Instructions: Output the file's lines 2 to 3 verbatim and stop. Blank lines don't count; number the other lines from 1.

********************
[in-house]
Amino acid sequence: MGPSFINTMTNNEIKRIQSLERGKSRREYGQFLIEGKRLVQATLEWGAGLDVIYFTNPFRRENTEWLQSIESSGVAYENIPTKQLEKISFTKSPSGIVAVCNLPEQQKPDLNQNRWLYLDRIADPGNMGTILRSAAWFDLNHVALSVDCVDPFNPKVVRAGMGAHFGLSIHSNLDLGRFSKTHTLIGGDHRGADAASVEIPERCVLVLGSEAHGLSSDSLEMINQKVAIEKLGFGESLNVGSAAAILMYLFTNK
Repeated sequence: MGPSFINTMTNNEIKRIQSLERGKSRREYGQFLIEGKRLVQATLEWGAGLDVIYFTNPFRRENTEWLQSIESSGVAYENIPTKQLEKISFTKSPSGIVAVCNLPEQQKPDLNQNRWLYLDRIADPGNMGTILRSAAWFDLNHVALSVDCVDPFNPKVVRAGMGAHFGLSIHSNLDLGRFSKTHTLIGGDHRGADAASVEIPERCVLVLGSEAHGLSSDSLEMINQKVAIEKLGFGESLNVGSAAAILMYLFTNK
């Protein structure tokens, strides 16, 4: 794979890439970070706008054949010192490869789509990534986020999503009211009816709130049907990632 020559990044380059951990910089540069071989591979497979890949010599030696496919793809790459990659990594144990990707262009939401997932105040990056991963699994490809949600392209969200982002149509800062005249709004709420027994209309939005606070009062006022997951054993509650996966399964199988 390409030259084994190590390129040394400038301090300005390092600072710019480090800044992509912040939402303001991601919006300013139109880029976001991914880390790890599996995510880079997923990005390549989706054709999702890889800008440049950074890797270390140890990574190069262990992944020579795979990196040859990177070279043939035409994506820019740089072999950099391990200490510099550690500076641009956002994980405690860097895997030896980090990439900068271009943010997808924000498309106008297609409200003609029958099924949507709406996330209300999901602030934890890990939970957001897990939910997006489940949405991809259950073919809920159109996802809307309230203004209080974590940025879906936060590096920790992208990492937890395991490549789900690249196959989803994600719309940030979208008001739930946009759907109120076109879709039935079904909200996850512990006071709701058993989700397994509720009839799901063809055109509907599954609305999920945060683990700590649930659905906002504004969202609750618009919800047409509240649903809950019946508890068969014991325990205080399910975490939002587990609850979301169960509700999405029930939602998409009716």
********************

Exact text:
Amino acid sequence: MGPSFINTMTNNEIKRIQSLERGKSRREYGQFLIEGKRLVQATLEWGAGLDVIYFTNPFRRENTEWLQSIESSGVAYENIPTKQLEKISFTKSPSGIVAVCNLPEQQKPDLNQNRWLYLDRIADPGNMGTILRSAAWFDLNHVALSVDCVDPFNPKVVRAGMGAHFGLSIHSNLDLGRFSKTHTLIGGDHRGADAASVEIPERCVLVLGSEAHGLSSDSLEMINQKVAIEKLGFGESLNVGSAAAILMYLFTNK
Repeated sequence: MGPSFINTMTNNEIKRIQSLERGKSRREYGQFLIEGKRLVQATLEWGAGLDVIYFTNPFRRENTEWLQSIESSGVAYENIPTKQLEKISFTKSPSGIVAVCNLPEQQKPDLNQNRWLYLDRIADPGNMGTILRSAAWFDLNHVALSVDCVDPFNPKVVRAGMGAHFGLSIHSNLDLGRFSKTHTLIGGDHRGADAASVEIPERCVLVLGSEAHGLSSDSLEMINQKVAIEKLGFGESLNVGSAAAILMYLFTNK